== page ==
Bacteria are often maligned as the causes of human and animal disease (like this one, Leptospira, which causes serious disease in livestock). However, certain bacteria, the actinomycetes, produce antibiotics such as streptomycin and nocardicin; others live symbiotically in the guts of animals (including humans) or elsewhere in their bodies, or on the roots of certain plants, converting nitrogen into a usable form. Bacteria put the tang in yogurt and the sour in sourdough bread; bacteria help to break down dead organic matter; bacteria make up the base of the food web in many environments. Bacteria are of such immense importance because of their extreme flexibility, capacity for rapid growth and reproduction, and great age - the oldest fossils known, nearly 3.5 billion years old, are fossils of bacteria-like organisms. Click on the buttons below to learn more about the Bacteria. Introduction to the Bacteria
Antibiotic / Antimicrobial Resistance
Dennis Kunkel Microscopy - Electron Microscopy Science Stock Photography
Introduction to the Archaea The Domain Archaea wasn't recognized as a major domain of life until quite recently. Until the 20th century, most biologists considered all living things to be classifiable as either a plant or an animal. But in the 1950s and 1960s, most biologists came to the realization that this system failed to accomodate the fungi, protists, and bacteria. By the 1970s, a system of Five Kingdoms had come to be accepted as the model by which all living things could be classified. At a more fundamental level, a distinction was made between the prokaryotic bacteria and the four eukaryotic kingdoms (plants, animals, fungi, & protists).
Extremophiles Are Key, Or Archaea Biology concepts – archaea, bacteria, domains of life, hydrothermal vent ecosystem, chemosynthesis What is a bigger mistake – to overestimate or to underestimate?
Extremophile Hunter Searches for 'Impossible' Life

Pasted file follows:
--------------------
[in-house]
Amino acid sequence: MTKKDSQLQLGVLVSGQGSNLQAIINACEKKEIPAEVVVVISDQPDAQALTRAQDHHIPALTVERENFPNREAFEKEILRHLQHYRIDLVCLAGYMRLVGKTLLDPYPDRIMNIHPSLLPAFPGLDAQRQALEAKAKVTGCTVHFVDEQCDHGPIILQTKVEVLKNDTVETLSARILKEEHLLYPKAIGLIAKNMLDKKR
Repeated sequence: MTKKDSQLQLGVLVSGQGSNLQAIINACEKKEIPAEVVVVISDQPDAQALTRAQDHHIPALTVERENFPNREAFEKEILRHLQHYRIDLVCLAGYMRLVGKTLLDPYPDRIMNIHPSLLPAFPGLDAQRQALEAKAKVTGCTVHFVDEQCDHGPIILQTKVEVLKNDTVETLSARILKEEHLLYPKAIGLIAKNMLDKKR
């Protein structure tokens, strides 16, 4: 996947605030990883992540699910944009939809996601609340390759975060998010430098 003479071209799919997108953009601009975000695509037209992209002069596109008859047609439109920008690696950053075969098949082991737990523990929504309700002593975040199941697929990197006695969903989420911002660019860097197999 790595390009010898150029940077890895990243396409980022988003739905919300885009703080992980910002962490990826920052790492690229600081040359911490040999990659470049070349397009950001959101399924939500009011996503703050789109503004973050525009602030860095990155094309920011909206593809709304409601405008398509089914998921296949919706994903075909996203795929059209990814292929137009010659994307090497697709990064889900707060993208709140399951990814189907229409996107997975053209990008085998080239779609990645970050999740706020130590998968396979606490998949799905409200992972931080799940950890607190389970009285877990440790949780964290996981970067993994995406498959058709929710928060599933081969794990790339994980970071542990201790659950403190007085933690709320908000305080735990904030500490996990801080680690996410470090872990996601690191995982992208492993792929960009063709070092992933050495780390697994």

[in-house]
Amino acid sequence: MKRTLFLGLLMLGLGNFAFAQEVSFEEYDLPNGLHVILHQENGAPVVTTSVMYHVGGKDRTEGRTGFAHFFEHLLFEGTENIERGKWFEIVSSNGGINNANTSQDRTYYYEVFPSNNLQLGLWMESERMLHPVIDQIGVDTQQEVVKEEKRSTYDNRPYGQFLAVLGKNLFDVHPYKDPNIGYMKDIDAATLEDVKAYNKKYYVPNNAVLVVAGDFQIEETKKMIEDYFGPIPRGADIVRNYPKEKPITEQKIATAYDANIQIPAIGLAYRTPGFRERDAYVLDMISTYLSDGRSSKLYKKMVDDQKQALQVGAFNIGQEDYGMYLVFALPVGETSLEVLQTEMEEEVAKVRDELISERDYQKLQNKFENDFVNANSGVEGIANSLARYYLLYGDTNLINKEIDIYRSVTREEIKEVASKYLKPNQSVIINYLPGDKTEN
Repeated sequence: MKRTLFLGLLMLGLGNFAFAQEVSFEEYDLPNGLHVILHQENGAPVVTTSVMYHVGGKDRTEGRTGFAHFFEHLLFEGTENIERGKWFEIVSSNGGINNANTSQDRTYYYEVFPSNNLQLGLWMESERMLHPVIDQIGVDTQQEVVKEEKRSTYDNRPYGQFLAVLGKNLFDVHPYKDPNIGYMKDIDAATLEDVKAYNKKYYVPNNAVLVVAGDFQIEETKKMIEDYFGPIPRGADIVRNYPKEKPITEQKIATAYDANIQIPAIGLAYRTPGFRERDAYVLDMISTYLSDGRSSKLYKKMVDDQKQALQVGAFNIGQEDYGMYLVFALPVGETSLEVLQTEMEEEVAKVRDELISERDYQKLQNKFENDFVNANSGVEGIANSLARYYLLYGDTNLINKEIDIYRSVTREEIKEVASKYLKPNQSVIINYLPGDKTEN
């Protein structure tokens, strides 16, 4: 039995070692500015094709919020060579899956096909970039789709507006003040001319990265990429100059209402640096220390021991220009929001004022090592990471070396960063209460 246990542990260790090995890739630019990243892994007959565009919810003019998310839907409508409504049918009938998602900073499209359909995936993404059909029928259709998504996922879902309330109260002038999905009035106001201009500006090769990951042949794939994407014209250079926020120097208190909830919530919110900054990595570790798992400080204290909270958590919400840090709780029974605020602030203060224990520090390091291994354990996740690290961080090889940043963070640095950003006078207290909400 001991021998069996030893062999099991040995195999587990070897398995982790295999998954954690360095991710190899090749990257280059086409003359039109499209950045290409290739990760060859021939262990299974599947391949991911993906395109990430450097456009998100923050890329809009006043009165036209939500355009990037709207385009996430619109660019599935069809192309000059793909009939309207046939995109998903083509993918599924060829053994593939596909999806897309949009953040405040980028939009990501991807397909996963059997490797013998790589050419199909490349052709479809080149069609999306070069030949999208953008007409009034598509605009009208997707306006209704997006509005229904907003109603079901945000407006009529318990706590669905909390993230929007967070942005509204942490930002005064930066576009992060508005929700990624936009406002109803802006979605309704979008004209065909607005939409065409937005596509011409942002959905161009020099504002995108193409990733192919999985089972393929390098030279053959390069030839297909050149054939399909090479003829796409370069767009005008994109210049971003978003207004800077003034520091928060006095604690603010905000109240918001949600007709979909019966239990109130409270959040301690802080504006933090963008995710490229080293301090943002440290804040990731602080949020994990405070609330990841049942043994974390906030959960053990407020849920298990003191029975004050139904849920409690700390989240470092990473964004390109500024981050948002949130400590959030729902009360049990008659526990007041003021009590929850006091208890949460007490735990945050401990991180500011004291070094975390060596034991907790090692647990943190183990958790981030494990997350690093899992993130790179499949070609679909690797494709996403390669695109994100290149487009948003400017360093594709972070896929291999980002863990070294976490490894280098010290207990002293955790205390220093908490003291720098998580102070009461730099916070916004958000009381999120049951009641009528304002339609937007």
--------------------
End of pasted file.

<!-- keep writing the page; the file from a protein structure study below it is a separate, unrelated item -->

Diatoms can be found living in a wide variety of extreme environments, including ancient Antarctic Ice. Some believe they may even exist on Europa and in interstellar dust. The above diatom, Surirella, was collected from the alkaline and hypersaline Mono Lake. Details An extremophile is an organism that thrives under "extreme" conditions. Who Are The Extremophiles?
Archaea There are three main types of archaea: the crenarchaeota (kren-are-key-oh-ta), which are characterized by their ability to tolerate extremes in temperature and acidity.
Introduction to the Characteristics of life
Virus Structure Virus Structure Viruses are not plants, animals, or bacteria, but they are the quintessential parasites of the living kingdoms. Although they may seem like living organisms because of their prodigious reproductive abilities, viruses are not living organisms in the strict sense of the word.
Created by George Rice, Montana State University "Viruses straddle the definition of life. They lie somewhere between supra molecular complexes and very simple biological entities. Viruses contain some of the structures and exhibit some of the activities that are common to organic life, but they are missing many of the others. Are Viruses Alive?
Are Viruses Alive? More Science::Features::August 8, 2008:: ::Email::Print Although viruses challenge our concept of what "living" means, they are vital members of the web of life By Luis P. Villarreal
Revealing the Origins of Life | Watch NOVA scienceNOW Online